Winter Housing Market Update: 6 Facts for Winter Homebuyers & Sellers

Posted by Laine Smith on 12/5/16 12:47 PM

Topics: Home Buying Home Ownership

Often pegged as the “slow season” in real estate, winter may be an optimal time for you to enter the housing market or sell your home and buy again. See what mortgage rates, home prices, homebuyer traffic and home inventory are doing to shape the winter housing market.


Mortgage rates are still moving upward.

As of the week ending December 1, the 30-year fixed average mortgage rate had increased for five straight weeks to levels not seen in over a year, according to Freddie Mac.

Last December the Federal Reserve voted to raise its target federal funds rate, marking the first increase in nearly a decade. For the Fed’s meeting this December, CME’s FedWatch puts the probability of another rate hike at 95 percent. Though the federal funds rate does not directly impact mortgage rates, gradual increases can typically be expected.

Nevertheless, mortgage rates are still historically low. If you’ve been wanting to sell and upsize, buy your first home or refinance, there is no time like the present.

Existing home supply is still an issue.

Existing home sales in October reached their highest level since February 2007. While that’s good for the housing market, it’s not so good if you’re actively searching for a home. Existing home supply fell 0.5 percent in October to a 4.3-monthly supply. A 6-month supply is considered a balanced market.

Though winter usually sees less homebuyer traffic, rising mortgage rates may continue to incite competitive markets where supply has dwindled.

Starter homes are a hot item.

According to an article by Fortune, if you’re looking to trade up to a larger home, now is the time do it. Between 2011 and 2016, the average price of a two-bedroom home climbed 59 percent nationwide. Four-bedroom homes increased by only 41 percent, in comparison.

Low inventory coupled with high demand (and competition) in your home size and price point puts you in a great position as a starter home seller and then an upsizing homebuyer.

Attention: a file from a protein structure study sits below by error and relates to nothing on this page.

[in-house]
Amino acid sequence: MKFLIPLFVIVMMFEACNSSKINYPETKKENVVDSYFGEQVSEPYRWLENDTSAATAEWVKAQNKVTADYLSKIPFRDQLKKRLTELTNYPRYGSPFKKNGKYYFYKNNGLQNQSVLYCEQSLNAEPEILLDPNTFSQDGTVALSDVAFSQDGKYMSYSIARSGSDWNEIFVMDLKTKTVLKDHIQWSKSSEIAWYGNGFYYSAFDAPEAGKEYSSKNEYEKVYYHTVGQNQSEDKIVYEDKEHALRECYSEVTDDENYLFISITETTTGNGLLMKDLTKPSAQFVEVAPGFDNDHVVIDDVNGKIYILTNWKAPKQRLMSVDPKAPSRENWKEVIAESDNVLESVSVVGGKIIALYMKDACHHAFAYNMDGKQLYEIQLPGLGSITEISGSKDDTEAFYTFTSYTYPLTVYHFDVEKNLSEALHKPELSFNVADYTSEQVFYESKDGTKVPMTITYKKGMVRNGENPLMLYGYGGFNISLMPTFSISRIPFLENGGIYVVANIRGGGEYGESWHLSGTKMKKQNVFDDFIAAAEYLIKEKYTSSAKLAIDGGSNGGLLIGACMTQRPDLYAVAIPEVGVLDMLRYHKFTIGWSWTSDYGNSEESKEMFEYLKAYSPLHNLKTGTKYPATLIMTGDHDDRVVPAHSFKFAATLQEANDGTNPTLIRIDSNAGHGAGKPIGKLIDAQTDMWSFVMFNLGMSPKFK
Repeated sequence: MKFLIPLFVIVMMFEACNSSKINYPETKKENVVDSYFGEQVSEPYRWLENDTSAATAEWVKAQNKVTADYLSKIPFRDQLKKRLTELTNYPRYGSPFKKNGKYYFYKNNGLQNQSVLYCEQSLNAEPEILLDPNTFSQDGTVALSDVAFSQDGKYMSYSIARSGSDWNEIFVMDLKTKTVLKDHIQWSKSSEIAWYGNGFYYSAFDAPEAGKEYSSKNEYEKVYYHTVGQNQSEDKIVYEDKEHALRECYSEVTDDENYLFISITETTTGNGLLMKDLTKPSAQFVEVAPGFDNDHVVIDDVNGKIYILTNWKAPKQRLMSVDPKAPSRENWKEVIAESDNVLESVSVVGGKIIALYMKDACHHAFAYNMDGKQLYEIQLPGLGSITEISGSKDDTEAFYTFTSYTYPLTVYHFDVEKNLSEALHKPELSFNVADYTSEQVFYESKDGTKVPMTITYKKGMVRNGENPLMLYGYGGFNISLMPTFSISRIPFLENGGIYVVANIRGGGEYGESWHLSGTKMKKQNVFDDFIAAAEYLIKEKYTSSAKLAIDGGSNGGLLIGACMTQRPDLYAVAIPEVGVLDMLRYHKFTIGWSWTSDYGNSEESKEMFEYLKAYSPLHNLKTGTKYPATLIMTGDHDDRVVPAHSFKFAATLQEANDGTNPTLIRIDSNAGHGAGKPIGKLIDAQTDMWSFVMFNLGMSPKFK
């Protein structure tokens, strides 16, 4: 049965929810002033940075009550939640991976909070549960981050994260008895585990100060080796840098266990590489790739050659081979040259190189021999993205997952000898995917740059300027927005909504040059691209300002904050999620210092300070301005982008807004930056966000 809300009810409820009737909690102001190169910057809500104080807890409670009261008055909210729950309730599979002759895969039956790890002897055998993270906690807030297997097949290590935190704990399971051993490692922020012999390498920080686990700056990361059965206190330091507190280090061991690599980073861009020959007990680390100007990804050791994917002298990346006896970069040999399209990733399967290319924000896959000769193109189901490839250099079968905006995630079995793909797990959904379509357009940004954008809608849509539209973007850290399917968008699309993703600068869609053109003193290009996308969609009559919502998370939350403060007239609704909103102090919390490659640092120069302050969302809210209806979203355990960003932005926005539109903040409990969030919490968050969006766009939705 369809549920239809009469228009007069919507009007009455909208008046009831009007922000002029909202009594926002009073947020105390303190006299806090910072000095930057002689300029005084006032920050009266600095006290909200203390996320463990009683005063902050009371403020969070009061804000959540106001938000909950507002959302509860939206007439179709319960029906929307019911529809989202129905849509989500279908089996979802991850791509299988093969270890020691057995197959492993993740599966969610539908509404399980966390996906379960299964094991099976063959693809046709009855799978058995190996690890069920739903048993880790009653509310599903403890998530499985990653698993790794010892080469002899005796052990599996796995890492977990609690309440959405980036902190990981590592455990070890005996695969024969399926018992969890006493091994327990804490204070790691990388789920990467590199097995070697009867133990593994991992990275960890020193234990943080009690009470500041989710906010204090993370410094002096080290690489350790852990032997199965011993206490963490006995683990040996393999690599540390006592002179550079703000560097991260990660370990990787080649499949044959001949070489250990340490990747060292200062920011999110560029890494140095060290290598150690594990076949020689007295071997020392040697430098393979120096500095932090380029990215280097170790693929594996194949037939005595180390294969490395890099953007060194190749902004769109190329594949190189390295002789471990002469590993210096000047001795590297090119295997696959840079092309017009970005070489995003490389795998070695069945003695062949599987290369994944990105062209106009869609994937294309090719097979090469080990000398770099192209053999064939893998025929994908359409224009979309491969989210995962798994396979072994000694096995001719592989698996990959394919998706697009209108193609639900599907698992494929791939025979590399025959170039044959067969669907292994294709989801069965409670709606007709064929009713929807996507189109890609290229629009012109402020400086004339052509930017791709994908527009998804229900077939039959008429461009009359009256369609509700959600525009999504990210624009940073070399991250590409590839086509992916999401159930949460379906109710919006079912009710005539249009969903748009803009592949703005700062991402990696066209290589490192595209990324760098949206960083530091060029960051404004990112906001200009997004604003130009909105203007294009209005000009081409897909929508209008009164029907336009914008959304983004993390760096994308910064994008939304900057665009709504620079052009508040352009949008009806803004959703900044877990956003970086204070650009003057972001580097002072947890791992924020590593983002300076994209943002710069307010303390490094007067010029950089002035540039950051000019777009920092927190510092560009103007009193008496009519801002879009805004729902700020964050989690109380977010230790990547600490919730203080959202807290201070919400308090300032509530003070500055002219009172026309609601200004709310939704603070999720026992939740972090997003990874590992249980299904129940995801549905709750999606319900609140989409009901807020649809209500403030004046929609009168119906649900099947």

New home inventory is up, prices down.

New home sales declined in October, allowing the supply of new homes to increase by 2.9 percent to 246,000, which is the strongest reading since September 2008. The supply index increased to 5.2 months and new home averages prices fell from September’s $364,100 to $354,900.

Home prices are now above pre-housing bubble levels.

According to CBS News, average home prices have reached 2008 levels thanks to immense price increases in 2016. According the Federal Housing Finance Agency House Price Index, home prices rose 6.1 percent from the third quarter of 2015 to the third quarter of 2016.

While a new report released by® forecasts home price appreciation to slow to 3.9 percent in 2017, the rapid cost rise of homes coupled with increasing mortgage rates could quickly price some homebuyers out of the market.

Homes were still selling just as quickly mid-fall as they were in June.

According to the October Existing Home Sales report by the National Association of Realtors, existing homes that sold were on the market for an average of 41 days, down from 57 days a year ago. October data matches the reading from June, which was the shortest time frame since 2009.

Furthermore, a new Redfin study found that while spring is still the best time to list your home, winter came in second with 17.5 percent of homes selling above their listing price and 46.2 percent of homes off the market within 30 days.

If you’re thinking of purchasing your first home or selling and buying again in the near future, download our free Mortgage 101 Handbook for everything you need to know about the home financing process.

Download: Mortgage 101 Handbook

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